I'm working on a biological question, with species data derived from an external database, which has multiple response and predictor variables. As a result, I want to do multivariate regression across a phylogeny to empirically test if my response variables are significantly different in respect to my predictors.

Please refer to source [2] and it's citations for your own investigation of this process.

I know how to do multiple regression via pGLS, but the R package [1] only mentions predictors and response. Furthermore, another source [2] discusses how multivariate regression though pGLS in R can be done, but requires one to transform the data under a Brownian motion model. (Edit: It seems that [2] is a solution...so I'm looking the process).


  1. The vignette for the pGLS package (pdf)

  2. D.C. Adams. 2014. A Method for Assessing Phylogenetic Least Squares Models for Shape and Other High-Dimensional Multivariate Data. Evolution. 68:9 2675-2688. doi: 10.1111/evo.12463

  3. Revell, L. J. (2010), Phylogenetic signal and linear regression on species data. Methods in Ecology and Evolution, 1: 319–329. doi: 10.1111/j.2041-210X.2010.00044.x


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  • $\begingroup$ Would it be useful if I added programming and theory for reference? I figured that someone who could help me would already be well versed in the material. But if this is not the case, I'll gladly shorten the text and add more details in depth. $\endgroup$ – user3834916 Oct 20 '14 at 16:22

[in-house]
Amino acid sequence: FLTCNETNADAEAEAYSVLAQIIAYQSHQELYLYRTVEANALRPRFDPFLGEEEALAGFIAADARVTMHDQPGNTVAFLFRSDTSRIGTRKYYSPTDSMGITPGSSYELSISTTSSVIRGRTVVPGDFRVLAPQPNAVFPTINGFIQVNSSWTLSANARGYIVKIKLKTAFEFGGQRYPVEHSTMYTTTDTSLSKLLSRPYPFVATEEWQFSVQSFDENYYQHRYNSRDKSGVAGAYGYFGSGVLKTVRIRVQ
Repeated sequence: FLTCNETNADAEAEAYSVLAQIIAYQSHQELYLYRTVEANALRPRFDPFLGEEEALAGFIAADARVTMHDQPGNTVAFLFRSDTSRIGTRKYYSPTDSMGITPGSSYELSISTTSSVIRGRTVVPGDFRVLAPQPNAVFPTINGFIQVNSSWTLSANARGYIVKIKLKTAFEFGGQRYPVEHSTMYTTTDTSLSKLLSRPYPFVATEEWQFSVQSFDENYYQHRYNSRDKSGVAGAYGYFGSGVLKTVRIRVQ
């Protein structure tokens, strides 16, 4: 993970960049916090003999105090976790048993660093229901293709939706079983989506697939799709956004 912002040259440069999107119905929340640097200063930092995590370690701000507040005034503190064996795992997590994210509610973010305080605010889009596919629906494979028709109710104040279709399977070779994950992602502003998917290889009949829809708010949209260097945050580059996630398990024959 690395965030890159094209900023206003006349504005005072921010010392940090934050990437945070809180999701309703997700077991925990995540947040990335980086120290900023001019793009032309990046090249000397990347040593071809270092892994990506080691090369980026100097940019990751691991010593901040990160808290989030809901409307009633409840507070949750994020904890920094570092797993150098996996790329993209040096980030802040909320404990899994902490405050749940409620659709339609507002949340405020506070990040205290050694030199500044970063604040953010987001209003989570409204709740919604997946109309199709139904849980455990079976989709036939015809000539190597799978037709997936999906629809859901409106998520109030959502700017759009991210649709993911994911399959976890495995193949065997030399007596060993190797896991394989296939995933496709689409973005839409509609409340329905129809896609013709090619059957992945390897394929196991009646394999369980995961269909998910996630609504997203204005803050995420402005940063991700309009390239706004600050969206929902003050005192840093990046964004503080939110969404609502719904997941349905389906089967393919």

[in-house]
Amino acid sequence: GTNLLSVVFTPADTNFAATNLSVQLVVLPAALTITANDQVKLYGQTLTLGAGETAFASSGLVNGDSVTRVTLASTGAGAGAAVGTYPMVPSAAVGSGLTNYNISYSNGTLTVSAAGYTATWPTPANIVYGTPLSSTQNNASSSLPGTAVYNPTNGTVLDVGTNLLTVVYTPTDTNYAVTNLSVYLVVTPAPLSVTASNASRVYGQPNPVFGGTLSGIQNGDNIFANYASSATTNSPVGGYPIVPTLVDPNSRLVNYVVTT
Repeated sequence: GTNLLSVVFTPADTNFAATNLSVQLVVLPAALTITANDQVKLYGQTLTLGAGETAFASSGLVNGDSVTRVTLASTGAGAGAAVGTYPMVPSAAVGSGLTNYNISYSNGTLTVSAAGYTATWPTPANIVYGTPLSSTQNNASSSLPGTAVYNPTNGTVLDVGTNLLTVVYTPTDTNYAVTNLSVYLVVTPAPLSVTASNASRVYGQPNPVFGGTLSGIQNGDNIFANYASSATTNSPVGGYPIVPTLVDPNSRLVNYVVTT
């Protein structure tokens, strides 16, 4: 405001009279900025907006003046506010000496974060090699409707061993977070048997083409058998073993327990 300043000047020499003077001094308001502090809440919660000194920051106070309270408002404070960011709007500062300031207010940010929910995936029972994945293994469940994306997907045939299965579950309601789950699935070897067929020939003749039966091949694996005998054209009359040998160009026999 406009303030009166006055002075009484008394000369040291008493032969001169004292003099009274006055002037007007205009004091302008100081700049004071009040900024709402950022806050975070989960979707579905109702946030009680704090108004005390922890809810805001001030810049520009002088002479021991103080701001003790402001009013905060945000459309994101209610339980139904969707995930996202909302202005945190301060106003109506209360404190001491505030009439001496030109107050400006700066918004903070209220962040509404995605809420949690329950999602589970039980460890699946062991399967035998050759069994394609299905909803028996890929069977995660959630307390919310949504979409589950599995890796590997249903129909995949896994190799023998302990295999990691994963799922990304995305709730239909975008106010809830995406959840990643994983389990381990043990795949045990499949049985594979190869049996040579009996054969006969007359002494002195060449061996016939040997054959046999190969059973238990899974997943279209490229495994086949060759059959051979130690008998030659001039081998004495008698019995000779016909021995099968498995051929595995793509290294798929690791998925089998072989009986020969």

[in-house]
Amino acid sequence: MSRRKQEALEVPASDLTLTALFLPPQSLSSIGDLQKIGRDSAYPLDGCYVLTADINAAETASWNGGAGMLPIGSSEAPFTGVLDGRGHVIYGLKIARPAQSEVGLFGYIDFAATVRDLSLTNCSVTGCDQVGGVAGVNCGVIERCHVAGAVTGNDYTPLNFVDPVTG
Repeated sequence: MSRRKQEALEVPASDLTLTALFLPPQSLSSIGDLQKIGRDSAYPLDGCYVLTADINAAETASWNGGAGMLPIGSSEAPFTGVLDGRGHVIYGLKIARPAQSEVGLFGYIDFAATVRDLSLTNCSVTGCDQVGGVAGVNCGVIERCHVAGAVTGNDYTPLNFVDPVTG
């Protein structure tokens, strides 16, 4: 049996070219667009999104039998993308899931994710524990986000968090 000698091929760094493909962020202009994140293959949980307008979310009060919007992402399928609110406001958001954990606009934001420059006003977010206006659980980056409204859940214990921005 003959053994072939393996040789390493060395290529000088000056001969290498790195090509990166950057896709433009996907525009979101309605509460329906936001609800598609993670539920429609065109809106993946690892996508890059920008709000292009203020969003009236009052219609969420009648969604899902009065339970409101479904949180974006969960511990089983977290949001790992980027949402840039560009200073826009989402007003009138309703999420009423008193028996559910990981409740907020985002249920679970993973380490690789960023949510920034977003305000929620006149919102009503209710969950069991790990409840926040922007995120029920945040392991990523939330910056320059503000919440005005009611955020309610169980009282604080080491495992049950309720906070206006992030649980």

• $\begingroup$ I do not work with pGLS but this problem type could be solved via canonical multivariate approaches or ordination followed by regression on the principal axes. Have you considered that? Also, NTSYSpc seems to have a trial version you could use. $\endgroup$ – katya Oct 21 '14 at 16:46
  • $\begingroup$ Thank you for your response! I recently found that trial myself and have also located a few other papers that may be of significant use. I'll look into the approaches you recommended as well (but the lack of independence among taxa needs to be accounted for). $\endgroup$ – user3834916 Oct 23 '14 at 18:11
  • $\begingroup$ Can I ask what your response variable is? It might make sense to use Dean Adams D-PGLS approach, but only if the set of variables actually represents a multidimensional trait (such as shape). If you want to make inferences about how your predictors relate to specific response variables, then you should just do separate PGLS regressions for each response variable. If you do end up using PGLS, I'd recommend checking out the caper package. I'm not familiar with the package you mention there, but caper is very widely used and effective. $\endgroup$ – Slow loris May 10 '16 at 4:30

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